Figure 1.
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Figure 1. Image of the patient’s original laryngovideostroboscopy. Note the smooth submucosal nodularity of the anterior vestibular folds and ventricles as well as inflammation of the left vocal fold due to amyloid infiltration.

Figure 2.
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Figure 2. Intra-operative image status post excision. Note complete excision of supraglottic amyloid with preservation of the left vocal fold despite signs of likely amyloid infiltration of the left anterior vocal fold.

Figure 3.
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Figure 3. Congo red stain shows red staining for amyloid in the periglandular stroma, surrounding stroma and blood vessel endothelium.

On evaluation in the oncology clinic, she had blood pressure of 140/73 mmHg, pulse rate of 76/min, respiratory rate of 14/min and temperature of 36.4 °C. There was no pallor, icterus, edema, skin rash, palpable lymph node, or macroglossia. Cardiac examination revealed absence of jugular venous distension or palpable thrill; cardiac apex was not displaced and normal heart sounds without any added sounds were heard. Abdominal examination did not reveal any organomegaly. There was no evidence of any neuropathy. Rest of the examination was also unremarkable.

Laboratory investigations showed normal hemogram, electrolytes, coagulation profile, urine analysis as well as liver and renal function tests. Urine and serum electrophoresis did not reveal any monoclonal protein. Computed Tomography (CT) chest, abdomen and pelvis and electrocardiogram were unremarkable; echocardiogram did not reveal any evidence of cardiomyopathy.

The patient had already undergone resection; hence she was instructed to follow up with the otolaryngologist on a regular basis.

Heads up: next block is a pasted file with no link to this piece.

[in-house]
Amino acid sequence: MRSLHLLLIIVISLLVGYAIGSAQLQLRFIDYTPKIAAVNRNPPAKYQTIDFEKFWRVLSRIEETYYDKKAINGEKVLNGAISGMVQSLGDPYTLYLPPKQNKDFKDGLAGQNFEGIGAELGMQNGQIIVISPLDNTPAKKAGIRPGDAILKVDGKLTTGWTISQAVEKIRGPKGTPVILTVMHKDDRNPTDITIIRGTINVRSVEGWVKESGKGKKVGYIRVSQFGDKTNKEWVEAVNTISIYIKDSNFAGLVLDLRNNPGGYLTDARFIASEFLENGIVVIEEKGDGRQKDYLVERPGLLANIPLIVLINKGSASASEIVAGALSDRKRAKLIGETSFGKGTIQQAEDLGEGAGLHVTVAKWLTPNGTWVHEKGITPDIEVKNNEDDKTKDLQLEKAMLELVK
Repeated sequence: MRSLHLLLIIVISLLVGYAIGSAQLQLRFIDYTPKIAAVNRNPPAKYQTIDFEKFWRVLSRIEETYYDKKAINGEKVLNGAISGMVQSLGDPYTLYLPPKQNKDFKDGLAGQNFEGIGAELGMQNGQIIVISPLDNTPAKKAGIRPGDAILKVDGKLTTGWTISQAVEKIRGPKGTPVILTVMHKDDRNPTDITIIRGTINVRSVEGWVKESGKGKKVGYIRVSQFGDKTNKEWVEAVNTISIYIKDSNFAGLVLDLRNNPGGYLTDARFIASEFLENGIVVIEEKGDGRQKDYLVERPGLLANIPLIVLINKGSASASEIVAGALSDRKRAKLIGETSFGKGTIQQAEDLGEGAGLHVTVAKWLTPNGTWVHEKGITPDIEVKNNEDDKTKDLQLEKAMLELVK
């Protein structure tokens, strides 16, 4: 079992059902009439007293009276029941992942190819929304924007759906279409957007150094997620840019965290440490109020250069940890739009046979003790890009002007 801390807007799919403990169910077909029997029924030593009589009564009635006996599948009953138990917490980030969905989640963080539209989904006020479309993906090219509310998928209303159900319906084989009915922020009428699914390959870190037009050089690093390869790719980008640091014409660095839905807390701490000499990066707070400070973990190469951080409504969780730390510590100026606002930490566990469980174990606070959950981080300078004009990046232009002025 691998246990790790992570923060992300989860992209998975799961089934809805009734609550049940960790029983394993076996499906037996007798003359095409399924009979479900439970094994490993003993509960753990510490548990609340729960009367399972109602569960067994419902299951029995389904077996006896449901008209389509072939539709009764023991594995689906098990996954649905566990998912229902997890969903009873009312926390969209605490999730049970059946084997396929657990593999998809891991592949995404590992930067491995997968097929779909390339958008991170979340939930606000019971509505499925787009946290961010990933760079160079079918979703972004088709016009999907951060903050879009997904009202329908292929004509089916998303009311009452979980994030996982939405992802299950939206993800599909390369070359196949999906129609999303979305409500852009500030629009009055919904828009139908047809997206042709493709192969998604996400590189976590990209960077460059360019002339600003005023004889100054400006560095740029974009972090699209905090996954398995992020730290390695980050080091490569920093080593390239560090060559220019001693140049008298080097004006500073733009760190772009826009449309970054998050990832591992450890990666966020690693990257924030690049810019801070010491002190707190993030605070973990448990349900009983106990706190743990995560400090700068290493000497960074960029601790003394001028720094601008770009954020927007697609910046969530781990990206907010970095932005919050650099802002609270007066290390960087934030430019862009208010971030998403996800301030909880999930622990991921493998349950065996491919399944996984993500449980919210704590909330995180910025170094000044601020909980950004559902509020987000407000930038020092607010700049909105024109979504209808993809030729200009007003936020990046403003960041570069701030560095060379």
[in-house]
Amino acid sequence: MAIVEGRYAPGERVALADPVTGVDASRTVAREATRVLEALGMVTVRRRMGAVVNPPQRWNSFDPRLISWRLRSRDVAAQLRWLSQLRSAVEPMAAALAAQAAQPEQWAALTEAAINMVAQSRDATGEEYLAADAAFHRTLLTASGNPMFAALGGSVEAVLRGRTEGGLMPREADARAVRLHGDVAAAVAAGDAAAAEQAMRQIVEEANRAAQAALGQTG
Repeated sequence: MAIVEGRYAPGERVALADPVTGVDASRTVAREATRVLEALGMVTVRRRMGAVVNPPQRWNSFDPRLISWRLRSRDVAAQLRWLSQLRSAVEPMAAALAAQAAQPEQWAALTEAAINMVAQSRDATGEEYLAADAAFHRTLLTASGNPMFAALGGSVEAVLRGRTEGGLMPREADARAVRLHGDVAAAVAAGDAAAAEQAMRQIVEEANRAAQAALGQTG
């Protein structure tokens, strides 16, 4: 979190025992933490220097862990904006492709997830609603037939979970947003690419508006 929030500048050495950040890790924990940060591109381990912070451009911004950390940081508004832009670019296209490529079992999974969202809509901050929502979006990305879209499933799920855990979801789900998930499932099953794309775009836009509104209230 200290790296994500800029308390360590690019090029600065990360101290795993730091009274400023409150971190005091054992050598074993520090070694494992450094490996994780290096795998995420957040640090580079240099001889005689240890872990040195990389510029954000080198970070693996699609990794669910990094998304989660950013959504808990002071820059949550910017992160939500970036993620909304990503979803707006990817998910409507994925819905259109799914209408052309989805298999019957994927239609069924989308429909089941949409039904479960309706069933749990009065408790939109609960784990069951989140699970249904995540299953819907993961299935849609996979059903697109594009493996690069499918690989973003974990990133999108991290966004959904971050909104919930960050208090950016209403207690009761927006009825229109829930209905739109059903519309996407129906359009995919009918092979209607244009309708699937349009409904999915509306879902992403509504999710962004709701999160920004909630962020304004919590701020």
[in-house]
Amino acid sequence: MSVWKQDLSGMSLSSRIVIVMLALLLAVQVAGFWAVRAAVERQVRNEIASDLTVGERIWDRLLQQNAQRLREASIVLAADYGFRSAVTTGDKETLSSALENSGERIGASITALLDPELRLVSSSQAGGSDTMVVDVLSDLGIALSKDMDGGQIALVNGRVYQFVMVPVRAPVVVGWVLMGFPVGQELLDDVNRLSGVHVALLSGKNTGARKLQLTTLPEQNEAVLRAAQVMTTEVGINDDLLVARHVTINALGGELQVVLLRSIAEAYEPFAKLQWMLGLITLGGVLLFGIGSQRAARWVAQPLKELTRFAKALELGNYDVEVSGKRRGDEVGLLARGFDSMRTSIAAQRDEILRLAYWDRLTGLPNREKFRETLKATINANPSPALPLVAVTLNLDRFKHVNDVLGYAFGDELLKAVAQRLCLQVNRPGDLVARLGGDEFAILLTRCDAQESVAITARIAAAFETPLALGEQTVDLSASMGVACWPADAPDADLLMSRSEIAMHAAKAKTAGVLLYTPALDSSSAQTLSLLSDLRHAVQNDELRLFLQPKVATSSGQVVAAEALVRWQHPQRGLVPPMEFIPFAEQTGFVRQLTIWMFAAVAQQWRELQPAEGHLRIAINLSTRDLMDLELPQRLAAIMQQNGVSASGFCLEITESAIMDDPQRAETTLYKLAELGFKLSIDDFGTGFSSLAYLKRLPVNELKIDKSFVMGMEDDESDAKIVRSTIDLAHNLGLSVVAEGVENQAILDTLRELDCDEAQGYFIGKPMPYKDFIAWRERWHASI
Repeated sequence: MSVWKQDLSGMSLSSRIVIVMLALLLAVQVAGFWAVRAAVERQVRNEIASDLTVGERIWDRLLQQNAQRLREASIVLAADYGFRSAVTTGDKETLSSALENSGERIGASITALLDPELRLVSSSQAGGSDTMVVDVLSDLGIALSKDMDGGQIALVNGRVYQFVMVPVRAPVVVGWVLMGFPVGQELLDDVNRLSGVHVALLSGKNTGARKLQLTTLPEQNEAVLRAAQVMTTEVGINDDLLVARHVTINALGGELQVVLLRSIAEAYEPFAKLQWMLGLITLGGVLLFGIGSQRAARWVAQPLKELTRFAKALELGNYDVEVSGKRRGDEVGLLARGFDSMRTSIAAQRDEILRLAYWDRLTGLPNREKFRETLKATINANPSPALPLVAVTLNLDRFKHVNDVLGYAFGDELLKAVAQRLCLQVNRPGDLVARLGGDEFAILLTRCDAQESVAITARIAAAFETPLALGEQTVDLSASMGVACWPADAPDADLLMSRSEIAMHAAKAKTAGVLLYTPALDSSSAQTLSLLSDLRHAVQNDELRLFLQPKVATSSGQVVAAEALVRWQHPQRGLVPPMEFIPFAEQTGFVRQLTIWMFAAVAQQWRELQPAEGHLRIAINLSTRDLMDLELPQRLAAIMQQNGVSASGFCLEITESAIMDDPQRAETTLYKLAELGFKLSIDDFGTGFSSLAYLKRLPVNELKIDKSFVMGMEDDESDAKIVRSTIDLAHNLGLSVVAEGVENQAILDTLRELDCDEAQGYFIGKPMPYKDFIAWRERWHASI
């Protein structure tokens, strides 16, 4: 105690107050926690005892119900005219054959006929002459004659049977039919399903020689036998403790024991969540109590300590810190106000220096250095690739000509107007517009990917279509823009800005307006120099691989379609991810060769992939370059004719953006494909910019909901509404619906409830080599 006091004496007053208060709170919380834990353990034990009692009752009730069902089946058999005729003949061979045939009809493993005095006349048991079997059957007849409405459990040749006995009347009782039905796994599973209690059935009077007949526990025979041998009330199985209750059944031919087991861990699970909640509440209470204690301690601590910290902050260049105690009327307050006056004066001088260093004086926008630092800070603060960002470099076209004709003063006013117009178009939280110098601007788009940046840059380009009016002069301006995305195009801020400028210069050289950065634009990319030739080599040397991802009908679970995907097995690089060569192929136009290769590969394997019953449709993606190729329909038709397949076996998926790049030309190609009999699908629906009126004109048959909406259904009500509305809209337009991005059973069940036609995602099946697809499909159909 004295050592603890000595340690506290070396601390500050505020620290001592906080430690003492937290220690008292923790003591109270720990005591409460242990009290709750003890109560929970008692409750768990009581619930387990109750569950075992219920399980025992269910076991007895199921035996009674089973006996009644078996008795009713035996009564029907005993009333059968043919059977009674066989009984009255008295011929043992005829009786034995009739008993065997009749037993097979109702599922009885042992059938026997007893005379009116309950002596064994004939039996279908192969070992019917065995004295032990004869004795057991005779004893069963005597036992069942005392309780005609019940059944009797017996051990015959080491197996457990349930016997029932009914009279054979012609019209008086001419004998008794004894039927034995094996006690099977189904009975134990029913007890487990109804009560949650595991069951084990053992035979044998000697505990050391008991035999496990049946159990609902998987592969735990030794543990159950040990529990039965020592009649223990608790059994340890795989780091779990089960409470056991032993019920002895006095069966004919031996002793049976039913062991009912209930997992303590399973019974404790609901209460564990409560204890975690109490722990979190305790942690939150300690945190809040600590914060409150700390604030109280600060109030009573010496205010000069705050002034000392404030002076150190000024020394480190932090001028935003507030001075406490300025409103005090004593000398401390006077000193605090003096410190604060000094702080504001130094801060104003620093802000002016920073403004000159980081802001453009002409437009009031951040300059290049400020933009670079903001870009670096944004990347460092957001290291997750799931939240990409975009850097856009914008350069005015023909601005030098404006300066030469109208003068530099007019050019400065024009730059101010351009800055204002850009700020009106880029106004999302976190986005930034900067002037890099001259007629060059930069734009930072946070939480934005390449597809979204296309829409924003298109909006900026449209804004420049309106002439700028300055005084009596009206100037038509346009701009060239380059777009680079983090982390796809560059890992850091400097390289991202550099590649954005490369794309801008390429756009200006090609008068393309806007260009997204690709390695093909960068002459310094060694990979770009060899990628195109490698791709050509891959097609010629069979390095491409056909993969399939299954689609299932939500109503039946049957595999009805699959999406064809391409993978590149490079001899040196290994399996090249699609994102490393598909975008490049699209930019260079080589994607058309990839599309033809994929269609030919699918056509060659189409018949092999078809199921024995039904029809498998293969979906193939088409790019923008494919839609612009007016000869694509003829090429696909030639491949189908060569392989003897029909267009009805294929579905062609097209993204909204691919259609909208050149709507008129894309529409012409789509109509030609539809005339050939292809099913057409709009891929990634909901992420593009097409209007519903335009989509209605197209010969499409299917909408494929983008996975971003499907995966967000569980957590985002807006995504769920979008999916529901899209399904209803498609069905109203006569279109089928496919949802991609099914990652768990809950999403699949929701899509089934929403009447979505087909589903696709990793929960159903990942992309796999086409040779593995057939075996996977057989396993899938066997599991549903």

Two years later, she returned to our clinic complaining of the recurrence of hoarseness of voice. She denied any other symptom. Repeat work-up for systemic amyloidosis was negative. Laryngovideostrobscopy performed by her otolaryngologist revealed a recurrence of the supraglottic nodularity and it was presumed the amyloid had recurred. The lesion was again excised via direct laryngoscopy using carbon dioxide laser. Following the excision, the patient had return of normal phonatory function and continues to do well 5-months status post her second surgery.


Laryngeal amyloidosis, the most common site involved in the head and neck region [2], is very rare and accounts for < 1 % benign laryngeal tumors [3]. Although usually primary and localized, it can also be a part of systemic disease, or secondary to an underlying disease or malignancy [1, 4, 5]. The pathogenesis of localized amyloidosis is not clear but is thought to be secondary to the local production of abnormal protein by plasma cells. Positive immunohistochemistry staining for plasma cells and light chains in the amyloid deposit supports the diagnosis. Thus, primary amyloidosis can be considered as a type of benign plasma cell dyscrasia [2]. The presence of local lymphoplasmacytic infiltration in laryngeal amyloidosis is distinct from systemic amyloidosis where the amyloid deposition and the plasma cells occur at different places [1].